Paullinia cupana (Guarana)

Raw, Organic, Beans, Powder, 100 Gr from Brazil (SKU 4476)

Nutritional Value Per 100g: Energy 1443KJ / 344kcal; Protein 15g; Fat 2,9g; Of which saturated fat 0,6g; Carbohydrates 51g; Of which sugars 2,4g; Fibre 28g; DO NOT Exceed a daily intake of 2 Grams.

Allergen Statement: We hereby certify that Guarana powder we sell does not contain any substances causing allergies or intolerances as ingredients or by possibility of cross contamination. The list of allergens which are likely to cause adverse reactions in susceptible individuals is provided in Annex IIIa of Directive 2007/68/EC. Please note that this statement is based on the information provided by the manufacturer of the product.

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Variety

raw, organic

Part

beans

Form

powder

Weight

100 gr

Qty

max: 5


Family: Sapindaceae (Soapberry family)

Paullinia cupana is a climbing shrub that grows wild in the Amazon regions of Brazil and Uruguay, where it was first used by the Quaramis, a native South American Tribe. Its main function was as a refreshing beverage. Guarana has been used for hundreds of years by Brazilian Indians as a general tonic for the body and as a source of energy. Studies[4] have shown that Guarana helps to reduce mental fatigue and contributes to the body's resistance to stress.

Guarana has the same chemical composition as caffeine, theine and cocaine, and the same physiological action. It is an excellent mood elevator, increases mental alertness and stamina, slightly narcotic stimulant, aphrodisiac. A general tonic for well-being of the body. It affects fatigue in the nervous and muscle systems, enhances athletic reaction time and recovery.

It is a gentle excitant and serviceable where the brain is irritated or depressed by mental exertion, or where there is fatigue or exhaustion from hot weather.

Other names: Guaraná

The uses of this plant by the Amerindians predates the discovery of Brazil. South American Indian tribes (especially the Guaranis, from whence the plant's name is derived) dry and roast the seeds and mix them into a paste with water. They then use it much the same way as Chocolate (Theobroma cacao) to prepare various foods, drinks, and medicines. According to a myth dating back to the Sateré-Maué tribe, guarana's domestication originated with a deity killing a beloved village child. In order to console the villagers, a more benevolent god plucked the left eye from the child and planted it in the forest, resulting in the wild variety of Guarana. The god then plucked the right eye from the child and planted it in the village, giving rise to domesticated Guarana.

The Guarana fruit is harvested when ripe, after turning a bright red or yellow. The gathered fruit yields a small round black seed which is crushed to form a paste containing 10% guaranine (caffeine). Natives in the Amazon Basin carry long rods of hardened Guarana powder and grate it whenever they need a substitute for food. They can travel for two to three days if they have this rod to nibble on. A beverage is made from the Guarana sticks, by grating half a tablespoonful into sugar and water and drinking it like tea.

Over centuries the many benefits of Guarana have been passed on to explorers and settlers. This plant was introduced to western civilization in the 17th century following its discovery by Father Felip Betendorf. By 1958, Guarana was commercialized. Eighty percent of the world's commercial production of Guaraná paste is in the middle of the Amazon rainforest in northern Brazil - still performed by the Guarani Indians, who wild-harvest the seeds and process them into paste by hand.[1][2]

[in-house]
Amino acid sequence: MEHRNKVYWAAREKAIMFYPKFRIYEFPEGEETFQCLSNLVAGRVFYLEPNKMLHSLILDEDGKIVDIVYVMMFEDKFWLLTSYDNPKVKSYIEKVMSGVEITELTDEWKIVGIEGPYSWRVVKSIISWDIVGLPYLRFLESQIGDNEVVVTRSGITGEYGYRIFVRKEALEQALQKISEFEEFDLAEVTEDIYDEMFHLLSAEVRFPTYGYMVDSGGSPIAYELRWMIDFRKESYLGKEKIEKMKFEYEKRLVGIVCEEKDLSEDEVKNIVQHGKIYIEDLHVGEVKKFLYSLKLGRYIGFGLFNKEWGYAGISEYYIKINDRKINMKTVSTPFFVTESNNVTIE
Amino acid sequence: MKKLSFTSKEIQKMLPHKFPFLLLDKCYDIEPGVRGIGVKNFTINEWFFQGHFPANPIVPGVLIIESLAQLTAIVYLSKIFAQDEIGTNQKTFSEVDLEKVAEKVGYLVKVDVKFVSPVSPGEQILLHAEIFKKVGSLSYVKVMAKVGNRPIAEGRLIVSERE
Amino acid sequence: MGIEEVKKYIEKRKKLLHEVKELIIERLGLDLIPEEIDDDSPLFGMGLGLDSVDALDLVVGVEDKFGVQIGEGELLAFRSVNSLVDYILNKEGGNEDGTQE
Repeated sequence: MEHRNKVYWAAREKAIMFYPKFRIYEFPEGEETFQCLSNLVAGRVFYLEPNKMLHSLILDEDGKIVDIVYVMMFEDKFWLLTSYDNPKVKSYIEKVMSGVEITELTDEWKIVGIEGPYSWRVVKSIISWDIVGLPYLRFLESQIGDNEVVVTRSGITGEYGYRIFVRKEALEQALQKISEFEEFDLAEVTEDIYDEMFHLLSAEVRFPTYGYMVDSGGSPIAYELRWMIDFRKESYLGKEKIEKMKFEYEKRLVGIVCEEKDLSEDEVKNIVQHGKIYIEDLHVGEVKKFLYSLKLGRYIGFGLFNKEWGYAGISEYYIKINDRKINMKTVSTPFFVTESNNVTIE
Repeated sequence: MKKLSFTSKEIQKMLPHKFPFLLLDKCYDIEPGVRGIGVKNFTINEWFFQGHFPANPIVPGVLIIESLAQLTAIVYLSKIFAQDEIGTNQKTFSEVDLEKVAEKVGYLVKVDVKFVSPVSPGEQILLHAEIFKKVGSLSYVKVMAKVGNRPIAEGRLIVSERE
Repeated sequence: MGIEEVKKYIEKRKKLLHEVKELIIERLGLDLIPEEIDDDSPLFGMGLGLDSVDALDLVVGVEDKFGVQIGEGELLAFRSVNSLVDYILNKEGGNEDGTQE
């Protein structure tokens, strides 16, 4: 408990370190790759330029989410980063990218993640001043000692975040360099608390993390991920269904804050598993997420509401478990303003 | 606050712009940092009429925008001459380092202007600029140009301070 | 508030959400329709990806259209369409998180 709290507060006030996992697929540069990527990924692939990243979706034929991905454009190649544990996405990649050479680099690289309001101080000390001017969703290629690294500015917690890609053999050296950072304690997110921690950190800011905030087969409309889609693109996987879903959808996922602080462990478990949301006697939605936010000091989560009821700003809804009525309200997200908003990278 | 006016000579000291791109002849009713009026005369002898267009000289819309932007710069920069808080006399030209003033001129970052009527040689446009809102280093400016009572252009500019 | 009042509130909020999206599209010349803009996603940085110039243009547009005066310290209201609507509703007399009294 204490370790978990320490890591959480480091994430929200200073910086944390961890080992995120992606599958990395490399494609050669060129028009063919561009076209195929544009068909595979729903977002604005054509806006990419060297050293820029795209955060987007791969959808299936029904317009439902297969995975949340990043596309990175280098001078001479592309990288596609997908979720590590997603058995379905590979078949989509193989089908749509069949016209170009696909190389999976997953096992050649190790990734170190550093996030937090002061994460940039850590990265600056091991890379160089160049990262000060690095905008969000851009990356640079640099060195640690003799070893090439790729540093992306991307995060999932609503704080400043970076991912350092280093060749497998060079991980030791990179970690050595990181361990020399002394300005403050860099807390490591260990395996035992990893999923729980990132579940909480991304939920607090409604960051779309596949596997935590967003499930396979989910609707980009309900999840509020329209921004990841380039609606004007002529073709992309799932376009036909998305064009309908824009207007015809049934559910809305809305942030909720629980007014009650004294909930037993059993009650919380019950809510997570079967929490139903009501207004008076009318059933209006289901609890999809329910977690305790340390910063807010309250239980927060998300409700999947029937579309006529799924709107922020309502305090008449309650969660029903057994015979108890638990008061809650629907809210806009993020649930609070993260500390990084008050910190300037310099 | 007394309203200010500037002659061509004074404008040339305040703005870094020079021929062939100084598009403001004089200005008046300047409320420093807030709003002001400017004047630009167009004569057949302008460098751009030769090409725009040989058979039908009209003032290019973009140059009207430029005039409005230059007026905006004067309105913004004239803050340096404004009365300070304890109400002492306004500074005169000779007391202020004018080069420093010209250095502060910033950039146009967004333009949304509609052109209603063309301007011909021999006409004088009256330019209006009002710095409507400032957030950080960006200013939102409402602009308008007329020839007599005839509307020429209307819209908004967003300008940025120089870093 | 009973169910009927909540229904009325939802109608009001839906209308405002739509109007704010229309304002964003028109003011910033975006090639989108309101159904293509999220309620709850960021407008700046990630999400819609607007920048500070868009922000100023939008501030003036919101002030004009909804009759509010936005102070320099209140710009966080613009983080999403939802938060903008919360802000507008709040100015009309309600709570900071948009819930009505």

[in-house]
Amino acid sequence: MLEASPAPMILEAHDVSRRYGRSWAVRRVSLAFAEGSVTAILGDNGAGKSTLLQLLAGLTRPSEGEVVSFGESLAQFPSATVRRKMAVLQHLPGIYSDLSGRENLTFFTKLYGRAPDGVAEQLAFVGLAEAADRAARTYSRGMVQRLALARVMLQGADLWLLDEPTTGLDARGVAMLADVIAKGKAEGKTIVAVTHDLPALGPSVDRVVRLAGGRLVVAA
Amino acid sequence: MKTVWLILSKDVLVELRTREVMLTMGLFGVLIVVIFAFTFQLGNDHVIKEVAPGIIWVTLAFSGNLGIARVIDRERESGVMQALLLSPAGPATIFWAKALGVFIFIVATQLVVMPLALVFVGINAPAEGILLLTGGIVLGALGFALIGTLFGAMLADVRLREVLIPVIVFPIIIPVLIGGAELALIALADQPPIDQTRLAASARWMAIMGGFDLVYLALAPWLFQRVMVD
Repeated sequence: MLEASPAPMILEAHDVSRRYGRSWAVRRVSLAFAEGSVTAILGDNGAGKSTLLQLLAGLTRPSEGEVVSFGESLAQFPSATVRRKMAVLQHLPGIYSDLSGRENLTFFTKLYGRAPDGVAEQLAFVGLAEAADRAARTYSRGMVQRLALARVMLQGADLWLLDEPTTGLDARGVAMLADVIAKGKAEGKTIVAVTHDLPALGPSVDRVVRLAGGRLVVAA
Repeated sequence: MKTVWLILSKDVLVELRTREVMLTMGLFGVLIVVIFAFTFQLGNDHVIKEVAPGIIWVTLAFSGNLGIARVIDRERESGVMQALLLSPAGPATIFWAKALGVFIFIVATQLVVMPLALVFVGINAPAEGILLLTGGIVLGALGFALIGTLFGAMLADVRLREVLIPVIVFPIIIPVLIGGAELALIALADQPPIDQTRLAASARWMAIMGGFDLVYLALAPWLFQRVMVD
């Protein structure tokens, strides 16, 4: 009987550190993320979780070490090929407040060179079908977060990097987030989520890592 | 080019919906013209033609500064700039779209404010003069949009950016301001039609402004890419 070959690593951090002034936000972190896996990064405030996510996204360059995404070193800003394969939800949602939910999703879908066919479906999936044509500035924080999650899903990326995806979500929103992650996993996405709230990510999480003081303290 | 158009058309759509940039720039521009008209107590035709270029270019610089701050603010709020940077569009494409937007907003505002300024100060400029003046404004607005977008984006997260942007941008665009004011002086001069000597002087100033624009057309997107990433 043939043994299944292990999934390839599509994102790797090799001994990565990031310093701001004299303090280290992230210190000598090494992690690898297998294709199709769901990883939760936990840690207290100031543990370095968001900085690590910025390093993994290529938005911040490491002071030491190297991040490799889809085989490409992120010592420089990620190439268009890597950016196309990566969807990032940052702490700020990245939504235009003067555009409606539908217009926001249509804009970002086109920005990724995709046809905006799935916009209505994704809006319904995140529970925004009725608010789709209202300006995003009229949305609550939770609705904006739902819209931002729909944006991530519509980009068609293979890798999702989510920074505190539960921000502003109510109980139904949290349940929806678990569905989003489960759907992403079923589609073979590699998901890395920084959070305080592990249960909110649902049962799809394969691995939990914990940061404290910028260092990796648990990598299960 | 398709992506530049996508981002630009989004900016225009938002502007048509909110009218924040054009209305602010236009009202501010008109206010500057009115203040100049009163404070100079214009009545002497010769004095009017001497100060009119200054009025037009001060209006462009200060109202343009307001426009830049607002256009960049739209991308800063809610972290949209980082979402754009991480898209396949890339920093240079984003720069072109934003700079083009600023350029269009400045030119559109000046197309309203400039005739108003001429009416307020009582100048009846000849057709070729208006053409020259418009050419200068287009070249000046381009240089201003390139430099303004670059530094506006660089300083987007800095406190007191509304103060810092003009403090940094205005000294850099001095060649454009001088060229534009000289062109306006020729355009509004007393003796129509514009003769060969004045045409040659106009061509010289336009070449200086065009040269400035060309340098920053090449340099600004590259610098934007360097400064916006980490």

Guarana is packed with antioxidants and large amounts of Guaranine which acts as a natural alternative to caffeine. The Guarana seeds are carefully extracted by hand for the highest quality, cleaned in natural water and dried. The dried Guarana seeds are ground into powder in their raw state. This preserves their nutritional value.  

Paullinia Cupana belongs to the Sapindaceae (Soapberry family). It is a climbing, shrubby vine, growing in moist, sandy locations. The flexible stem is very long, and takes root readily wherever it touches the ground, so that a single plant often extends over considerable space. In the wild state the vine attaches itself to large trees, and the fruit is difficult to collect, and of small yield.

Most modern commercial Guarana is grown on government plantations where the highest quality plants are harvested.

Guarana seeds contain caffeine 0.9%-7.6% (called guaranine by the german botanist Theodore von Martius who isolated it). They also contain adenine, catechutannic-acid, choline, D-catechin, guanine, hypoxanthine, mucilage, saponin, Starch, tannin, theobromine, theophylline, timbonine, xanthine.[2]

Contraindicated in cases of constipation or high blood pressure. Be careful if you use it with other stimulants in large amounts.

DO NOT Exceed a daily intake of 2 Grams.

As with any caffeine containing product, guaraná may cause insomnia, trembling, anxiety, palpitations, urinary frequency, and hyperactivity in too high doses. Guaraná should be avoided during pregnancy and lactation.

[1] Guaraná, Raintree Plant Database
[2] Guarana, Wikipedia
[3] Guarana (U. S. P.)—Guarana. King's American Dispensatory
[4] Document: NL E4-0-C-REF, Netherlands Ministry of Health, Welfare and Sport

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